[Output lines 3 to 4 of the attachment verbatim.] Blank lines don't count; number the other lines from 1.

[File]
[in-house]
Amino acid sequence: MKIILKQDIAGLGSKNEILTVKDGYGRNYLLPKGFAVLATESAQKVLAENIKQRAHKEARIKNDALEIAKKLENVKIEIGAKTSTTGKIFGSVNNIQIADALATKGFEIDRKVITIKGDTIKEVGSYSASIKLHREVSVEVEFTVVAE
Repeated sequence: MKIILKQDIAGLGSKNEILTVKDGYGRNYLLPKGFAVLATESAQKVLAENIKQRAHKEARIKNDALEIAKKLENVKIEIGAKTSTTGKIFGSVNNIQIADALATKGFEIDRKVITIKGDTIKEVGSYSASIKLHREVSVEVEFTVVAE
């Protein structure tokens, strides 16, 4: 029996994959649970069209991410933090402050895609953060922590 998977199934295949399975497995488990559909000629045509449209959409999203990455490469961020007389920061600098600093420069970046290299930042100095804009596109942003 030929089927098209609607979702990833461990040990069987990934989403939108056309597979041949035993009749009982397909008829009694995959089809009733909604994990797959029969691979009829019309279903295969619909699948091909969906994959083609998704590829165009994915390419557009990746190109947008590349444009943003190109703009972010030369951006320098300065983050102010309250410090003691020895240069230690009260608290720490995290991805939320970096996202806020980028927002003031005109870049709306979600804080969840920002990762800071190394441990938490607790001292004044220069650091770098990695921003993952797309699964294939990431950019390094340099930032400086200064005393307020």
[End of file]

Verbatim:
Repeated sequence: MKIILKQDIAGLGSKNEILTVKDGYGRNYLLPKGFAVLATESAQKVLAENIKQRAHKEARIKNDALEIAKKLENVKIEIGAKTSTTGKIFGSVNNIQIADALATKGFEIDRKVITIKGDTIKEVGSYSASIKLHREVSVEVEFTVVAE
């Protein structure tokens, strides 16, 4: 029996994959649970069209991410933090402050895609953060922590 998977199934295949399975497995488990559909000629045509449209959409999203990455490469961020007389920061600098600093420069970046290299930042100095804009596109942003 030929089927098209609607979702990833461990040990069987990934989403939108056309597979041949035993009749009982397909008829009694995959089809009733909604994990797959029969691979009829019309279903295969619909699948091909969906994959083609998704590829165009994915390419557009990746190109947008590349444009943003190109703009972010030369951006320098300065983050102010309250410090003691020895240069230690009260608290720490995290991805939320970096996202806020980028927002003031005109870049709306979600804080969840920002990762800071190394441990938490607790001292004044220069650091770098990695921003993952797309699964294939990431950019390094340099930032400086200064005393307020």